The military hat is actually referred to as a "cover," and it is never called a hat. There are specific military cover etiquette that applies to various situations, indoors, outdoors, when being saluted, when at a funeral and when flying in military aircraft. If you are in the military it is crucial that you follow these etiquette procedures regarding your cover. Etiquette in the military is not just a guideline but an act of respect to those around you and to the military in general.
Indoor Cover Etiquette
Covers are not to be worn indoors. There are no exceptions to this etiquette rule. There is some confusion as to what is considered to be "indoors" and what is not. According to the Centers for Disease Control and Prevention (CDC), the following locations are considered to be indoors and therefore a cover must not be worn: offices, hallways, mess halls, lobbies, kitchens, bathrooms, libraries, dwellings, inside airport terminals and subways. According to the CDC, airport terminals and subways can be considered indoors or outdoors and is a matter of preference.
Outdoor Cover Etiquette
Covers must be worn outdoors whenever military personnel are in uniform. There is also some debate and confusion as to what is considered to be “outdoors” and what is not. According to the CDC, you cannot go wrong whenever you wear a cover in an outdoor area. There are some locations that would normally be considered indoors but for military purposes are considered to be outdoors. For example, drill halls are considered to be outdoors when being used for military reasons, even though technically it is an indoor area. Theater marquees and covered walks are also considered to be outdoors. Subways and airport terminals can be considered indoors or outdoors.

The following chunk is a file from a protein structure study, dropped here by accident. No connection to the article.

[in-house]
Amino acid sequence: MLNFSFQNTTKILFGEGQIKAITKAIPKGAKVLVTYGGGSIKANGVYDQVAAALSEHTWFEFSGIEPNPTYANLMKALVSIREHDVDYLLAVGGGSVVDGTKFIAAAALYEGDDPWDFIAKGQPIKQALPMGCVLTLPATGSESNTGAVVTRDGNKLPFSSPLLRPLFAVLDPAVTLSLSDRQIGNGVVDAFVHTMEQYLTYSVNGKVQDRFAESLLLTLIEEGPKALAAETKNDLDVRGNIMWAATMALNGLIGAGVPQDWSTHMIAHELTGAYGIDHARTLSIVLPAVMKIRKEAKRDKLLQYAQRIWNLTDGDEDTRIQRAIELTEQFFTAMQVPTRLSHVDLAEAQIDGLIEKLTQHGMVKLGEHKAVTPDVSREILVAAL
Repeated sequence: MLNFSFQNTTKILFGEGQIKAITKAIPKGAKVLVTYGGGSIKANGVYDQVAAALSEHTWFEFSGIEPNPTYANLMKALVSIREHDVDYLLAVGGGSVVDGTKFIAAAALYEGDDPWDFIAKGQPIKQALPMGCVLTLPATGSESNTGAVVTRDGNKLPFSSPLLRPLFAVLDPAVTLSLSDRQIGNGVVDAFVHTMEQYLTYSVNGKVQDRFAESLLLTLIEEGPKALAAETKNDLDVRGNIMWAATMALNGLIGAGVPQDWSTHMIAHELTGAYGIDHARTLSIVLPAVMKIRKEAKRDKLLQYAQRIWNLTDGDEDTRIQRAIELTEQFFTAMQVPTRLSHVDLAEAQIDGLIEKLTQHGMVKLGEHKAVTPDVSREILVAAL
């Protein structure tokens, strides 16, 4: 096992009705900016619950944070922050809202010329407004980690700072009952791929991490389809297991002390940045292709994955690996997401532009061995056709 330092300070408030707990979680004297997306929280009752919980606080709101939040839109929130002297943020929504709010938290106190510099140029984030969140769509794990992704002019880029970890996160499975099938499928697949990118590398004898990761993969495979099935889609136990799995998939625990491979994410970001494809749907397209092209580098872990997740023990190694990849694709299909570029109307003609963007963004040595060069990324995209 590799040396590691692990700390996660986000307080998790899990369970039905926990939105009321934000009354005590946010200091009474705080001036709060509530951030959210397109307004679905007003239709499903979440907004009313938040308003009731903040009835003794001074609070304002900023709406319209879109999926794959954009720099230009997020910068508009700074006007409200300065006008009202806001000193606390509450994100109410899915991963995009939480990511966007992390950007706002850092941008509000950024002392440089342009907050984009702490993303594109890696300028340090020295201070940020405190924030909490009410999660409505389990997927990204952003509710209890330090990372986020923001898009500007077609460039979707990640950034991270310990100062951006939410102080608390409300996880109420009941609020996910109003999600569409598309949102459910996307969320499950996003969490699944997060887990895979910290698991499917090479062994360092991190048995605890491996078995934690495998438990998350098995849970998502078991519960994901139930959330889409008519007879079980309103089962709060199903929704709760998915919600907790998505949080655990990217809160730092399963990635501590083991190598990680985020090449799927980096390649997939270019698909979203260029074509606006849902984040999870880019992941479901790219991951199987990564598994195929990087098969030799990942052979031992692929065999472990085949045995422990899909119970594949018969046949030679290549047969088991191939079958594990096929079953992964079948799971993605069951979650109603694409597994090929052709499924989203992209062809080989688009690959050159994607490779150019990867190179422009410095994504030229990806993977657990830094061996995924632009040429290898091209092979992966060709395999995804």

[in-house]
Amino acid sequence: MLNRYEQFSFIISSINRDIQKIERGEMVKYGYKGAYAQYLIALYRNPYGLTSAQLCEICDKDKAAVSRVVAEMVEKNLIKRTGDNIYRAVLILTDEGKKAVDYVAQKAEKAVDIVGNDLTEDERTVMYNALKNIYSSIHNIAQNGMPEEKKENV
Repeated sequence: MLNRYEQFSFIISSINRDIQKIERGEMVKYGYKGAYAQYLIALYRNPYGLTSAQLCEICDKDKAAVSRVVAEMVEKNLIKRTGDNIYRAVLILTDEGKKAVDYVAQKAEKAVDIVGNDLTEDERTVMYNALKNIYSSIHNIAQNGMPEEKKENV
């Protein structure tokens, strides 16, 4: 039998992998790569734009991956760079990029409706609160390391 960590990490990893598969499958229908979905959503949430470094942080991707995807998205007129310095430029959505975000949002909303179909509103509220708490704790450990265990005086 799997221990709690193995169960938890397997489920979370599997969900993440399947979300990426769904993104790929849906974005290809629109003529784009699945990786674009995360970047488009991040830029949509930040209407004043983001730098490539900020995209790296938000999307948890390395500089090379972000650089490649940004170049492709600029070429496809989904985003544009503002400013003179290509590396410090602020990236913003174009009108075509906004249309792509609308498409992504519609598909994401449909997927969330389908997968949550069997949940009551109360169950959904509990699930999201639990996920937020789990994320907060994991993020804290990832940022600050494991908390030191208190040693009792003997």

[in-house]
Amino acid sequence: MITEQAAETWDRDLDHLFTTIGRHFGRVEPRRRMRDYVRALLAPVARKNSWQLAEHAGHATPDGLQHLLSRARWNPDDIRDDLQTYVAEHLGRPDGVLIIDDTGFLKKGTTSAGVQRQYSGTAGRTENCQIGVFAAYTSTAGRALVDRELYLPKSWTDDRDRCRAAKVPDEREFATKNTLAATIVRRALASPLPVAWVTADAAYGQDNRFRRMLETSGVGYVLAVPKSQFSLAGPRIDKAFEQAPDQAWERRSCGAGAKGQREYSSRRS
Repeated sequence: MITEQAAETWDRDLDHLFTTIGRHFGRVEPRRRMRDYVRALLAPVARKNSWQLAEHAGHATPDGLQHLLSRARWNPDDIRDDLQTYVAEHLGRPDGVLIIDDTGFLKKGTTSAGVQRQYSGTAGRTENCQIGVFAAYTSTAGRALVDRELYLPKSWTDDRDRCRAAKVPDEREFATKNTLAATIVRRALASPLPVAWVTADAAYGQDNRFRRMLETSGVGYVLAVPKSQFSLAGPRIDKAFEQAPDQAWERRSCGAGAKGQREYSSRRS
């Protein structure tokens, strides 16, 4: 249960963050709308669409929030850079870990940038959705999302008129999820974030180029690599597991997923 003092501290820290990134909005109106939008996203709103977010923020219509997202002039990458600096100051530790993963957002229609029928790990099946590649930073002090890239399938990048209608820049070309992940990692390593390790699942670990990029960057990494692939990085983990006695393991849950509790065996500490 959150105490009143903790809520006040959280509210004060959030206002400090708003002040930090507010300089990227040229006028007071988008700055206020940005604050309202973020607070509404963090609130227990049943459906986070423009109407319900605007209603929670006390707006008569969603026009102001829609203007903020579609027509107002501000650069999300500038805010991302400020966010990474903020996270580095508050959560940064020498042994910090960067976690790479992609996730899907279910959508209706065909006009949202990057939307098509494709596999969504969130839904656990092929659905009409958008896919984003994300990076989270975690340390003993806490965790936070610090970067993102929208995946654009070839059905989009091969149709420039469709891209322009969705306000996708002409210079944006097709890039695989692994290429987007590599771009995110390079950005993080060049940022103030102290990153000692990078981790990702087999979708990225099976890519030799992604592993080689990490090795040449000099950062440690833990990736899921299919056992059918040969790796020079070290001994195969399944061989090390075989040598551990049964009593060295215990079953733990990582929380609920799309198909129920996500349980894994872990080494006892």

Saluting and Cover Etiquette
Whenever you are covered and someone salutes you, or you see an officer of higher rank, it is proper etiquette to salute him. In the military it is considered poor etiquette if you salute someone while you are uncovered. This means that whenever you are in a situation where you are uncovered, such as being indoors, you should not salute someone, even if she is a higher rank than you. Instead you should simply greet the person with a “Good afternoon, ma'am,” or “Good morning, sir.”
Funerals and Cover Etiquette
When attending funerals in uniform, covers should be worn the entire time. Do not take off a cover while at a funeral in uniform. This would be considered poor etiquette. Instead, it is proper to salute while covered during the following procedures: when the casket is moved, when the casket is lowered into the grave and during the firing of the volley. If attending a funeral in civilian attire, covers should not be worn. If wearing a civilian hat or headdress while attending a funeral, it is appropriate to remove the hat or headdress and place it over your heart.
Cover Etiquette While in Military Aircraft
When flying in military aircraft, even though it is considered outdoors, it is usually poor etiquette to wear a cover. This is mainly due to safety concerns. There is a potential safety threat that the cover would blow off and get sucked into the engine which would result in a catastrophe. It really depends upon the flight and the specific scenario. If you are unsure whether or not you should wear a cover, it is best to ask ahead of time.